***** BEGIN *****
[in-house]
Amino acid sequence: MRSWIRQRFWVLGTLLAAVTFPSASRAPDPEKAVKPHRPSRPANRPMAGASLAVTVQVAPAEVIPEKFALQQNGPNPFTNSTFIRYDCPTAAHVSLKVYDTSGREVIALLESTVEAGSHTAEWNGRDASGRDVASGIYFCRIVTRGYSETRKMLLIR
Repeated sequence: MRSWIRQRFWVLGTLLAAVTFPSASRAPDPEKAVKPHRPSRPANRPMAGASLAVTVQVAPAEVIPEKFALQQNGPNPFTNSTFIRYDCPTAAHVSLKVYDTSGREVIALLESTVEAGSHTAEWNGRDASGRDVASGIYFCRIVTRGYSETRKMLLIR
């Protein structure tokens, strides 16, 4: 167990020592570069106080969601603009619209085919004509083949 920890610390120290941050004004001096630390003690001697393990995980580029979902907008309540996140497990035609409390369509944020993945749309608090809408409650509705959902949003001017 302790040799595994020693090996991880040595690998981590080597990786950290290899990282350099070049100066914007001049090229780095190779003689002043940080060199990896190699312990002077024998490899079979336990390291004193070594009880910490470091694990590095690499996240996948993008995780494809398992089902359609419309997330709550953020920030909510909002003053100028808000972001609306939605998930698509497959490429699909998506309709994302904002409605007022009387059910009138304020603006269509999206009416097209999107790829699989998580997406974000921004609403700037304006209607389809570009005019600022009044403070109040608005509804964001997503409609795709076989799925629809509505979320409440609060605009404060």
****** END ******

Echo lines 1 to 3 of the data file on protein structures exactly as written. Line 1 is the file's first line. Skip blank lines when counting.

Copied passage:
[in-house]
Amino acid sequence: MRSWIRQRFWVLGTLLAAVTFPSASRAPDPEKAVKPHRPSRPANRPMAGASLAVTVQVAPAEVIPEKFALQQNGPNPFTNSTFIRYDCPTAAHVSLKVYDTSGREVIALLESTVEAGSHTAEWNGRDASGRDVASGIYFCRIVTRGYSETRKMLLIR
Repeated sequence: MRSWIRQRFWVLGTLLAAVTFPSASRAPDPEKAVKPHRPSRPANRPMAGASLAVTVQVAPAEVIPEKFALQQNGPNPFTNSTFIRYDCPTAAHVSLKVYDTSGREVIALLESTVEAGSHTAEWNGRDASGRDVASGIYFCRIVTRGYSETRKMLLIR